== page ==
“About half a gallon.”

“Half a gallon? I live on the boat. Where IN the boat am I going to put a half gallon of paint, and what do you think I’m going to do with it? I’ve already paid for it, put it ON the boat where it will do me some good. I don’t want to take this thing out of the water again for at least two years.”

He laughed, put the black away, and started to spread the left over red on the keel and waterline. The same will happen with the black. It is likely to cost a bit more but, as usual, this job lurched out of control a couple of weeks ago. There is no use worrying about digging out of a hole until you know how deep the hole is going to be.

But that isn’t what made it a strange kind of day. While the bottom paint was going on I was sanding on the board we use to secure jugs at the rail. It takes a real beating hanging out on the edge of the deck as it does. Not only was it looking bad, there were some cracks and small chunks missing that needed attention. As I was sanding away on the first coats of primer another friend, who was working on the boat on the hard next to us, walked over to see what I was doing.

Apropos to nothing, the boat he is working on is a one of those go fast powerboats with a forward leaning arch over the cockpit. Though that arch is only a couple of feet taller than someone sitting at the helm, the owner/driver still managed to smack a bridge with it…at some kind of serious speed no less. He didn’t manage to tear the thing completely off, but the damage was pretty extensive. The name of the boat? “Sudden Impact.” It just doesn’t pay to tempt fate.

Anyway, when he asked how it was going, I told him I was just sanding down the primer coat. He will be doing the same on a gel coat repair soon so he smiled and went back to work. Just then, out of nowhere, a memory from more than 50 years ago overwhelmed my workbench and nearly took my breath away. It was of my Grandfather. We were down in the wood shop in the basement of his house in Rockford where he was showing me how to run a sander and explaining that it wasn’t unusual to sand most of the first coat of primer off of a project. “Take your time” he told me. “Do it right, because the finished work can’t look any better than the base coat.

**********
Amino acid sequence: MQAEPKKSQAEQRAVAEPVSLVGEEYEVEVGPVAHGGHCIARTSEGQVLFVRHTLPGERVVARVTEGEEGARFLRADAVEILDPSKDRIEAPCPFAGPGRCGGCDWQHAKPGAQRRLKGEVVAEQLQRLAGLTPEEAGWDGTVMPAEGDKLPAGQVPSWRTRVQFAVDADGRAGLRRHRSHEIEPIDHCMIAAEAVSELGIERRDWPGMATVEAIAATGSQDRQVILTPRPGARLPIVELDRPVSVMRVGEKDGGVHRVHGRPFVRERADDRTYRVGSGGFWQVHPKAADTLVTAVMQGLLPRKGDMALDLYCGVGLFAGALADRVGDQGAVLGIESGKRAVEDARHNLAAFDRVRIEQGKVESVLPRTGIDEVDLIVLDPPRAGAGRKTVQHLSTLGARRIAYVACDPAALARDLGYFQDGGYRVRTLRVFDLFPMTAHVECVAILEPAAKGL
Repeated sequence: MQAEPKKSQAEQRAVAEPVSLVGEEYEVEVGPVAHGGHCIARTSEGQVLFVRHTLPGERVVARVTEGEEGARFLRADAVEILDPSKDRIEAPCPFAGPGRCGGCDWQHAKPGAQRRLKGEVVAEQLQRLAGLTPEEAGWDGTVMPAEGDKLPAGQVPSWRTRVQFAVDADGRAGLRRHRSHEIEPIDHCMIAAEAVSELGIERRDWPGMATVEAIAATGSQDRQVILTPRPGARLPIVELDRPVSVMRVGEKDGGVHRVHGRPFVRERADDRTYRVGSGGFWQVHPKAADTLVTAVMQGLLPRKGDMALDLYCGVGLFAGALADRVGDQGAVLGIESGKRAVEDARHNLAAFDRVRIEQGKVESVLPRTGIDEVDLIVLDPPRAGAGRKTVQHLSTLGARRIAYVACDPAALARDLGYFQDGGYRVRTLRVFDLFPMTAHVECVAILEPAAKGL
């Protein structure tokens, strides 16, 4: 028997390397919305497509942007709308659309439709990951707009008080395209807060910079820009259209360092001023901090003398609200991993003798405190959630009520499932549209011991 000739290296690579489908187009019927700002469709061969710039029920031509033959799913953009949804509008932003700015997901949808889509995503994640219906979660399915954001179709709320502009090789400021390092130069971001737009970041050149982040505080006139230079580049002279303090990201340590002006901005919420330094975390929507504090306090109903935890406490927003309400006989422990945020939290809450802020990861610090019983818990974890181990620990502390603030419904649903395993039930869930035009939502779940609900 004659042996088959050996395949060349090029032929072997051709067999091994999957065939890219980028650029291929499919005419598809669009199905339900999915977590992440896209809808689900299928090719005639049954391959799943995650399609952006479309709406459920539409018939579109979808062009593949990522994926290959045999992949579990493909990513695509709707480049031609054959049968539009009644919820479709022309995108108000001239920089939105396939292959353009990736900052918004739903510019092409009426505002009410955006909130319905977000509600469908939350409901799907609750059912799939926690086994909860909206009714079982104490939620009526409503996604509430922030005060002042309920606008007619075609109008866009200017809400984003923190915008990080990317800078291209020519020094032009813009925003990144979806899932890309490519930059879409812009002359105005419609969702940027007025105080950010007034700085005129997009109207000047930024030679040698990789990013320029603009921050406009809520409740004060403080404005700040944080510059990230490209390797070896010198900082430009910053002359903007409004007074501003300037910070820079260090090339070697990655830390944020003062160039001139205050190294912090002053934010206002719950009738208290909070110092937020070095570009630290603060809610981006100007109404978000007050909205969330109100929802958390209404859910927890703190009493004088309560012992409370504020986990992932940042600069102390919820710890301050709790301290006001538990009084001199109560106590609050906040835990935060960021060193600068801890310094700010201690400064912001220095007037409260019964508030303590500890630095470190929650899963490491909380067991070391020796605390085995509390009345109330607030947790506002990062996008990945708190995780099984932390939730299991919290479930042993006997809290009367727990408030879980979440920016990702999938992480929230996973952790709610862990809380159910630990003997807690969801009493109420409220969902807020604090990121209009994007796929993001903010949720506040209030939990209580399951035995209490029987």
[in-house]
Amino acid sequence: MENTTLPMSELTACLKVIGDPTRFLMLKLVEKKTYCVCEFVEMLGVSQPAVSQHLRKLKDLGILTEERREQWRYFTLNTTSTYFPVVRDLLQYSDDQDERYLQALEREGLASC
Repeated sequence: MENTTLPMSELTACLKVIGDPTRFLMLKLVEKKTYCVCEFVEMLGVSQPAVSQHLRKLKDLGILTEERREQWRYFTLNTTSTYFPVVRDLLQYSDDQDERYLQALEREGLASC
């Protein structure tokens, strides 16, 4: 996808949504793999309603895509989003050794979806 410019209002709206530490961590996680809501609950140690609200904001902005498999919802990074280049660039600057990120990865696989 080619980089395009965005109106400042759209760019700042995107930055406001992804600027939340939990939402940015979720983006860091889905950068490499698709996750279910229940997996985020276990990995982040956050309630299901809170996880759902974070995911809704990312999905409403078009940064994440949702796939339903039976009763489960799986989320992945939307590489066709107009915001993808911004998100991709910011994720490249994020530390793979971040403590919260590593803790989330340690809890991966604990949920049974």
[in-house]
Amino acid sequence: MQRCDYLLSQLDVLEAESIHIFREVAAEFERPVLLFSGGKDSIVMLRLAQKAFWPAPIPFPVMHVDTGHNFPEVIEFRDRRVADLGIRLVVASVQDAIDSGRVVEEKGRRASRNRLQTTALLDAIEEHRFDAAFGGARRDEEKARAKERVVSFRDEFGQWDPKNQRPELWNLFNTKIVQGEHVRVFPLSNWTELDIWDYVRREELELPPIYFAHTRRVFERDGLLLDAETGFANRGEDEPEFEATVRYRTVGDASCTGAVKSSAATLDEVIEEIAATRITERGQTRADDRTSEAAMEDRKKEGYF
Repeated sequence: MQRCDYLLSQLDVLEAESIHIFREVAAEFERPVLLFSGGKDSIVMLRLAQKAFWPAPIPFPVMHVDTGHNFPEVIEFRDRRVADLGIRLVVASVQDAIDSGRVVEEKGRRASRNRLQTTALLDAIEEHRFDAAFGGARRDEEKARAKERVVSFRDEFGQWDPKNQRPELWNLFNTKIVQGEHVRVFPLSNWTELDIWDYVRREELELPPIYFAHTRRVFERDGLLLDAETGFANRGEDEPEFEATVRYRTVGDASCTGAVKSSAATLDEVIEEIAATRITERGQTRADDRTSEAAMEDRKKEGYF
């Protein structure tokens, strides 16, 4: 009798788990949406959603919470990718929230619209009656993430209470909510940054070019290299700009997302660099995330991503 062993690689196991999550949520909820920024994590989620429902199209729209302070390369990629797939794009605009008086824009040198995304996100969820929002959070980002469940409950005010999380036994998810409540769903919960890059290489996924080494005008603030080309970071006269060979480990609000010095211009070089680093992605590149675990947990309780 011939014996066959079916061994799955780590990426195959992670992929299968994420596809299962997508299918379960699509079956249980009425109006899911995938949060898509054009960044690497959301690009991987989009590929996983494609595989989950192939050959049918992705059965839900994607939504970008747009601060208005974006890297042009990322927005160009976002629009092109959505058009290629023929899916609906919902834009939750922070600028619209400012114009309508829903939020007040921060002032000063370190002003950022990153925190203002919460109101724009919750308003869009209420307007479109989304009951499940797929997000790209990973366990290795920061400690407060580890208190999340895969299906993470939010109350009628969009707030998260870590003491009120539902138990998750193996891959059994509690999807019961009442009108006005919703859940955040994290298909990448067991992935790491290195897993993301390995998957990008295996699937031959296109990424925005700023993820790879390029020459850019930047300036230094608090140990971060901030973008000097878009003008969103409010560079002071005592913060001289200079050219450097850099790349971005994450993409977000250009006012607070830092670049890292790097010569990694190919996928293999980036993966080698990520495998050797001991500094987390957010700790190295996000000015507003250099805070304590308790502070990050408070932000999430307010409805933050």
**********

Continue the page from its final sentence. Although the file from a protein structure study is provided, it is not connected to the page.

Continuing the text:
It was my first schooling in the art of finishing wood, floating up from the distant past. I think my Grandfather would find the work being done on Ye Ol Tartan acceptable, though I have no doubt that, in his day, he would have gotten it done both better and faster. When we were not working in his shop or garden, he had a classic wooden power boat that we would use to go fishing. It was pretty much my only exposure to boats when I was young. I suspect he would be surprised to know that I live on a boat now, as I doubt a liveaboard lifestyle was one that ever occurred to him. Rockford, IL is a long, long way from big salt water and I can’t say for sure that my Grandfather ever got further away from that town than Pittsburgh, when he traveled to visit us.

My grandfather, grandmother, and four of the five of us kids
in front of their house in Rockford, IL
From that memory flowed another, that of attending my Grandmother’s funeral now many decades ago. I don’t remember just how old I was then, late teens maybe early twenties. Nor do I remember many of the details. What I do remember is thinking that I had never seen a man as deeply hurt as was my Grandfather that day. He clung to my Dad like a person completely lost, and he never recovered. It was barely a year later when his broken heart gave up trying to heal. Up to then I had never suspected how deep love could go.

Oddly, right up until today I never thought about how important I might have been in his life. I can’t say for sure that I was. I can’t say for sure that I wasn’t. He lived a long way away and we didn’t see each other more than a few days a year. But I have my own grand kids now, ones that I only see a few times a year, Not a day goes by that I don’t think of each of them, wonder what they are doing, how well they are growing up. Was it the same for him?

An echo from his life has been hanging around all day. It is a good echo, even tinged as it is with a bit of sadness that the memories are so few and faded.

Maybe he would have liked big water after all.